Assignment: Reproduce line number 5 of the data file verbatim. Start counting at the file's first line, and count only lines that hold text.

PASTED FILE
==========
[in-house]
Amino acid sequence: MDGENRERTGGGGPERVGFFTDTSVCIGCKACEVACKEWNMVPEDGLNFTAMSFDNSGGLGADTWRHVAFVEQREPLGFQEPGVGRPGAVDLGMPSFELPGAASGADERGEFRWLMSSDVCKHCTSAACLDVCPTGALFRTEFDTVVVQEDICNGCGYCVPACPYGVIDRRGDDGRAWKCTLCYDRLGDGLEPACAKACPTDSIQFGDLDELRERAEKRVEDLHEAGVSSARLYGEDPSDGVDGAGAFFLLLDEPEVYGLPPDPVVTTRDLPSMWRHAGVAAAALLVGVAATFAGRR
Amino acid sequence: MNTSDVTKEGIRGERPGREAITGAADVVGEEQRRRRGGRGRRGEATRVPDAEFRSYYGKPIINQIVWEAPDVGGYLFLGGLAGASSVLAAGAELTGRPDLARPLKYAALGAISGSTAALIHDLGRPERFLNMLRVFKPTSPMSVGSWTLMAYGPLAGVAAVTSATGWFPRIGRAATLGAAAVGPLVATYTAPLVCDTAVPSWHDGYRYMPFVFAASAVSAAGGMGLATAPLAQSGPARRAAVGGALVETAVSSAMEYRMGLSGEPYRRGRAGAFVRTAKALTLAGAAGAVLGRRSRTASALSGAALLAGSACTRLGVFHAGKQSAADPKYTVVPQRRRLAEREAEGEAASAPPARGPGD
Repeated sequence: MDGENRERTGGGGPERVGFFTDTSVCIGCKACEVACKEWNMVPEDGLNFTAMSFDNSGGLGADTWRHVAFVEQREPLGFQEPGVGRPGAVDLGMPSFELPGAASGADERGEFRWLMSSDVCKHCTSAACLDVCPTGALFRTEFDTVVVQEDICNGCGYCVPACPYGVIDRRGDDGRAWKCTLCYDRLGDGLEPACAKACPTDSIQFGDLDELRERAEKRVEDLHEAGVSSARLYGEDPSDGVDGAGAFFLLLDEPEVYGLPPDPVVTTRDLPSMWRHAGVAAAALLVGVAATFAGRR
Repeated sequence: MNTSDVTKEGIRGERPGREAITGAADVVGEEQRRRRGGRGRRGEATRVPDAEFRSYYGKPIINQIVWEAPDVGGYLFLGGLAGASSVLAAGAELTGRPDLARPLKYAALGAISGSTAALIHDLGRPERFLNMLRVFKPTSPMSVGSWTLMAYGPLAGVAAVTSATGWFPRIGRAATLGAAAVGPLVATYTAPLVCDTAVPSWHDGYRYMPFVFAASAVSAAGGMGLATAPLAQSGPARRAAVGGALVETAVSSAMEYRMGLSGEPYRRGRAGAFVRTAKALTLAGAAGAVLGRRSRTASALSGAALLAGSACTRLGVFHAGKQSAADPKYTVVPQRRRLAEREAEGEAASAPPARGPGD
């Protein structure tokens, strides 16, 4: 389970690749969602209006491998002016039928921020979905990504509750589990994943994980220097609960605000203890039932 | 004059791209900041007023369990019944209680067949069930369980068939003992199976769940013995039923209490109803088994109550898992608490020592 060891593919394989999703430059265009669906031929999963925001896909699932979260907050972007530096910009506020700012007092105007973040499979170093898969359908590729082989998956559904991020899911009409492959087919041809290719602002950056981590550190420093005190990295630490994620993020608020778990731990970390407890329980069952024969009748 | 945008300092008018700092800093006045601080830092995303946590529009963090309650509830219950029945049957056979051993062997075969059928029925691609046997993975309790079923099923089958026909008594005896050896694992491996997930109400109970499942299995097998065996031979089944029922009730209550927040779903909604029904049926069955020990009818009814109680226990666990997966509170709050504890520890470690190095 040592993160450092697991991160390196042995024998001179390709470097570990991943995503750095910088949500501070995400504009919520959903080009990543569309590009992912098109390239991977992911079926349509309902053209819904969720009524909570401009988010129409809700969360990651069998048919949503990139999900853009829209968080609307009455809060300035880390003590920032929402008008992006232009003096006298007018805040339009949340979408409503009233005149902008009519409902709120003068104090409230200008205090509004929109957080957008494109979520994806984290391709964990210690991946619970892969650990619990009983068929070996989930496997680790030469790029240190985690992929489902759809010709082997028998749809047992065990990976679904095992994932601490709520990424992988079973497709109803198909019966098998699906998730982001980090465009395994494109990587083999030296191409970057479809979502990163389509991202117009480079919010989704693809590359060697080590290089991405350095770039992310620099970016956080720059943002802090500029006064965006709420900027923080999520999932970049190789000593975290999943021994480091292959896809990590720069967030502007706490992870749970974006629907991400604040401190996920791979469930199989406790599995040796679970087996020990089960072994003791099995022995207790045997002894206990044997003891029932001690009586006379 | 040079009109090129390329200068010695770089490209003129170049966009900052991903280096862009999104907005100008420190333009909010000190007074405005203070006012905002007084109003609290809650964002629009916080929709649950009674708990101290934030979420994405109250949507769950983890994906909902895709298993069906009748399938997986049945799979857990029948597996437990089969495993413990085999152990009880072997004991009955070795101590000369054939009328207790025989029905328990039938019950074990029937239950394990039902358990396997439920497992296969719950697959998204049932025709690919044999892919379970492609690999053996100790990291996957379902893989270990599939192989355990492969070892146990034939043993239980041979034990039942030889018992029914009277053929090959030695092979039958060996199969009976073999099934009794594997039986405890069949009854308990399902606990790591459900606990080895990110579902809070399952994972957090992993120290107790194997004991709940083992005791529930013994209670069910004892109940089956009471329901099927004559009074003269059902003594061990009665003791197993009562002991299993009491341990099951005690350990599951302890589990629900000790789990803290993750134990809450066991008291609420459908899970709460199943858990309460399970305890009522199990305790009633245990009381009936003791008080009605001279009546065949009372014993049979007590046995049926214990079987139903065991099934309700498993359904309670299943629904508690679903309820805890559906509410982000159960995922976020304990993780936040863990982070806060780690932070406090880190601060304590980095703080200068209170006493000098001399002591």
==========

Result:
Repeated sequence: MNTSDVTKEGIRGERPGREAITGAADVVGEEQRRRRGGRGRRGEATRVPDAEFRSYYGKPIINQIVWEAPDVGGYLFLGGLAGASSVLAAGAELTGRPDLARPLKYAALGAISGSTAALIHDLGRPERFLNMLRVFKPTSPMSVGSWTLMAYGPLAGVAAVTSATGWFPRIGRAATLGAAAVGPLVATYTAPLVCDTAVPSWHDGYRYMPFVFAASAVSAAGGMGLATAPLAQSGPARRAAVGGALVETAVSSAMEYRMGLSGEPYRRGRAGAFVRTAKALTLAGAAGAVLGRRSRTASALSGAALLAGSACTRLGVFHAGKQSAADPKYTVVPQRRRLAEREAEGEAASAPPARGPGD